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Sa Fra 1
December 2020 / January 2021

A comparison between South African and french deciduous fruit growers

SA Fruit Journal: December 2020 / January 2021

Key findings from market analysis for future developments of Sterile Insect Technique (SIT) projects. A focus on codling moth (Cydia pomonella). Wohlfarter M.1, 2, Oliva C.F.3 and Samuelsson M.1

1 Graduate School of Business, University of Cape Town, 9 Portswood Rd, Cape Town 8002, SA
2 PDM Solutions CC, 13 Plumer Road, Woodstock, 7925, SA
3 Centre Technical Interprofessional Fruits Légumes, 751 chemin de Balandran, 30127 Bellegarde, France

Abstract

Codling moth (CM) is a key pest on deciduous fruit, particularly apples, pears and walnuts. It has shown remarkable resilience to develop resistance to conventional and biological pesticides. In light of strict EU policies such as Directive 2009/128 and country-specific guidelines such as EcoPhyto, by 2025 France is attempting to have reduced pesticide use by 50%. Lack of understanding of the challenges growers face makes these ambitions difficult to achieve. Under pressure by consumer and lobby groups, pesticides are deregistered, decreasing the remedies available for Integrated Pest Management (IPM). This pressure, including legitimate concerns of indiscriminate pesticide-use, negative environmental externalities, human health and resistance management, has directed research towards novel non-disruptive techniques such as the Sterile Insect Technique (SIT). The “Centre Technical Interprofessional Fruits Légumes” (CTIFL), Balandran, France, aspires to greater incorporation of this technique in IPM. But what are the determinants of grower uptake? This research validated CM remains a pest of importance for growers. It provides information on market drivers, cost considerations, policy and environmental concerns, which affect pest management strategies and IPM decisions.

Introduction

To successfully land a product, it has to speak to the target markets’ needs. France has set an ambitious goal of 50% pesticide-use reduction by 2025 through Directive 2009/128/EC and EcoPhyto II. SIT ticks many boxes within this current policy environment as an alternative pest management measure with no negative externalities. But does it serve the needs of producers?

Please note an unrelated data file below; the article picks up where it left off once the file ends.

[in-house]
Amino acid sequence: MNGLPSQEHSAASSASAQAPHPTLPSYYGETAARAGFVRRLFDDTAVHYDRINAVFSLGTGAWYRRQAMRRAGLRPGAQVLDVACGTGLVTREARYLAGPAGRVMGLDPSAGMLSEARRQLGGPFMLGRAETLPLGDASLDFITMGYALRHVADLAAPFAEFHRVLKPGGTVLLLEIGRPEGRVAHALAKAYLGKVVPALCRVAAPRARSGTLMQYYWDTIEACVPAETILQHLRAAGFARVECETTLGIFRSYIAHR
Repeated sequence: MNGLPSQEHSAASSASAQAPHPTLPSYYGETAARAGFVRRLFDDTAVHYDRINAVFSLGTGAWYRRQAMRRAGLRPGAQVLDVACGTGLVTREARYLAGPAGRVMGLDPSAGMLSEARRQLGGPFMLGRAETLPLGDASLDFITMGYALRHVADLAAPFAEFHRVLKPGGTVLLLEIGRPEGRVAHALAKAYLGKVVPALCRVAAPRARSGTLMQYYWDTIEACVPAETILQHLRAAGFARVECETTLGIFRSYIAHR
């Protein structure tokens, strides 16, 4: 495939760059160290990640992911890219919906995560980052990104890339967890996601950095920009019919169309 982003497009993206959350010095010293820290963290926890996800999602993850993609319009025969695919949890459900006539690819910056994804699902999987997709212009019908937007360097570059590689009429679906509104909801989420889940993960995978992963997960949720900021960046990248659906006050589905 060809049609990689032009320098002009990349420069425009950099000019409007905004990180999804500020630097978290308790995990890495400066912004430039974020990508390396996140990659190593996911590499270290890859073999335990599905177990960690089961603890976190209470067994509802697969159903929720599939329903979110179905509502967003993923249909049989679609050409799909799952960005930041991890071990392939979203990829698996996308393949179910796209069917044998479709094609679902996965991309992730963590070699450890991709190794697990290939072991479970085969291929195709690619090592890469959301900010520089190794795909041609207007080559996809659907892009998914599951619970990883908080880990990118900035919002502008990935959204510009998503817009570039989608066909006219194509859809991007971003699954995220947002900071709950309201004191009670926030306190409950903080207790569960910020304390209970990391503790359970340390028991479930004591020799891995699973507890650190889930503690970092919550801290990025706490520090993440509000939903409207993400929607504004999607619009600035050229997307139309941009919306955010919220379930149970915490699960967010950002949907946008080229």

In partial fulfilment of an MBA study (Wohlfarter, 2019), deciduous fruit growers were asked about their pest management practices and the criteria they considered important to adopt SIT. This study was replicated in SA and France to draw parallels between a market that already is familiar with SIT and one that is not. Although very broadly distributed, only responses from active growers were considered for this analysis, representing; n = 43 SA and n = 70 France. In doing so the study could focus on grower understanding of IPM and not be biased by technical experts. It emphasised a continuous need for extension services and education related to IPM and confirmed that CM remains an important pest for apple and nut growers. The study also shed light on the grower motivators for adopting SIT. These being efficiency of control achieved, speed of delivery, reliability of service and pest monitoring and extension services. “Ease and cost of SIT application” comparative to conventional and biological control were shown as important considerations affecting grower decision-making.

Motivation for the study

Resistance and limitations on Plant Protection Products

The ability of CM to develop resistance
to Plant Protection Products (PPP) is well documented (Cutwright, 1954; Damos, Colomar, & Ioriatti, 2015; Dunley & Welter, 2000; Hough, 1928; Riedl, Blomefield, & Giliomee, 1998; Sauer et al., 2017). In the past this has fuelled developments of CM SIT at OKSIR, in British Columbia, Canada
(Thistlewood, Judd, & Smirle, 2003), Entomon Technologies (Pty) Ltd in the Stellenbosch, SA (Barnes, Hofmeyr, Groenewald, Conlong, & Wohlfarter, 2015; Riedl et al., 1998) and extensive International Atomic Energy Agency (IAEA) collaborative research in Argentina
(Botto & Glaz, 2010), Brazil (Kovaleski & Mumford, 2007), New Zealand (Horner, Walker, Rogers, Lo, & Suckling, 2016) and Syria (Mumford & Knight, 1996).The EU set ambitious targets of pesticide-use reduction through Directive 2009/128/EC and France specifically through EcoPhyto (“EcoPhyto,” 2008; “EcoPhyto II,” 2015). In light of this scissor effect, the strain on remaining PPP increases significantly, leaving growers with fewer remedies and stressing urgent development of alternatives.

urgent development of alternatives. This study was replicated in SA and France to draw parallels between a market that already is familiar with SIT and one that is not.

Importance of market quantification

Growers fear that policy limitations on PPPs reduce the availability of alternatives, further fuelling resistance development (Buckwell, De Wachter, Nadeu, & Williams, 2020). Yet, what criteria will support a novel solution to be adopted? Novel solutions are only as good as their actual market uptake. A solution, regardless of how efficient, will fail unless tested in the actual market and addressing the target customers’ needs. The South African CM SIT program, Entomon Technologies (Pty) Ltd suffered such failure, resulting in its closure at the end of 2014 (Barnes, Hofmeyr, Groenewald, Conlong, & Wohlfarter, 2015). Comparatively, Fruitfly Africa (Pty) Ltd and Xsit (Pty) Ltd, focusing on Fruit Fly (FF) and False codling moth (FCM) respectively, have adequately filled an important niche in pest management and continue to operate successfully (Barnes et al., 2015; Hofmeyr, Groenewald, & Boersma, 2019).

Key findings

Grower understanding and demand drivers of IPM

IPM was conceptualised in the 70s (Ehler, 2006) and has since been incorporated into many practical and legislative guidelines. SA respondents indicated a more favourable perception towards IPM, with 100% claiming to know what it was and 98% applying it, comparative to only 86% and 73% respectively of the French. The motivation for IPM application was further analysed: 98% and 78% of SA and French respondents respectively believed it was crucial to fight resistance development, 97% and 96% believed it was beneficial to the environment; 97% and 87% indicated it resulted in improved pest management. Additional IPM drivers included “demand by the market” at 83% and 75%; and “accreditation bodies’” and “growers’ associations requiring it” represented 68% and 31% vs. 56% and 45% respectively. Only 48% SA and 24% of French respondents considered it a cost-saving.